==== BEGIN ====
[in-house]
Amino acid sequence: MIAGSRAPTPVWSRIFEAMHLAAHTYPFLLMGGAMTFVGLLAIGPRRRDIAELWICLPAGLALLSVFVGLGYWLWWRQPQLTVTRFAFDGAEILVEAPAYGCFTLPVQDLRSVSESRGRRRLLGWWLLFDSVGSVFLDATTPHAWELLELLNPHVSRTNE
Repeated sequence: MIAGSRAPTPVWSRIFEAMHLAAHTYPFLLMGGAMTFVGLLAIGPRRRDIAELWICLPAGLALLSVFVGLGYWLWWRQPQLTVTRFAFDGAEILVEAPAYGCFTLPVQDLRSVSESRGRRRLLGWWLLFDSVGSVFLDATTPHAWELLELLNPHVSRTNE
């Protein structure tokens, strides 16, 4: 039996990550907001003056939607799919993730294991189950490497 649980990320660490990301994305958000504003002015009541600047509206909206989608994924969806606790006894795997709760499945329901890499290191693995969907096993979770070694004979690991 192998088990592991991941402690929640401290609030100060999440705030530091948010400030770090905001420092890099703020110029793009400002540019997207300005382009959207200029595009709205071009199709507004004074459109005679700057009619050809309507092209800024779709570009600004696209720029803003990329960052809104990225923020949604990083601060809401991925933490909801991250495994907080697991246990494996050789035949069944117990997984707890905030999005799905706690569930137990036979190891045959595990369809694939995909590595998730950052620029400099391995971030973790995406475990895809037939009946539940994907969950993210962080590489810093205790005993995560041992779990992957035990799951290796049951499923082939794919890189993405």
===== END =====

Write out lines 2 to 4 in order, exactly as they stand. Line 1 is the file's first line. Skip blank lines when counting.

Amino acid sequence: MIAGSRAPTPVWSRIFEAMHLAAHTYPFLLMGGAMTFVGLLAIGPRRRDIAELWICLPAGLALLSVFVGLGYWLWWRQPQLTVTRFAFDGAEILVEAPAYGCFTLPVQDLRSVSESRGRRRLLGWWLLFDSVGSVFLDATTPHAWELLELLNPHVSRTNE
Repeated sequence: MIAGSRAPTPVWSRIFEAMHLAAHTYPFLLMGGAMTFVGLLAIGPRRRDIAELWICLPAGLALLSVFVGLGYWLWWRQPQLTVTRFAFDGAEILVEAPAYGCFTLPVQDLRSVSESRGRRRLLGWWLLFDSVGSVFLDATTPHAWELLELLNPHVSRTNE
């Protein structure tokens, strides 16, 4: 039996990550907001003056939607799919993730294991189950490497 649980990320660490990301994305958000504003002015009541600047509206909206989608994924969806606790006894795997709760499945329901890499290191693995969907096993979770070694004979690991 192998088990592991991941402690929640401290609030100060999440705030530091948010400030770090905001420092890099703020110029793009400002540019997207300005382009959207200029595009709205071009199709507004004074459109005679700057009619050809309507092209800024779709570009600004696209720029803003990329960052809104990225923020949604990083601060809401991925933490909801991250495994907080697991246990494996050789035949069944117990997984707890905030999005799905706690569930137990036979190891045959595990369809694939995909590595998730950052620029400099391995971030973790995406475990895809037939009946539940994907969950993210962080590489810093205790005993995560041992779990992957035990799951290796049951499923082939794919890189993405």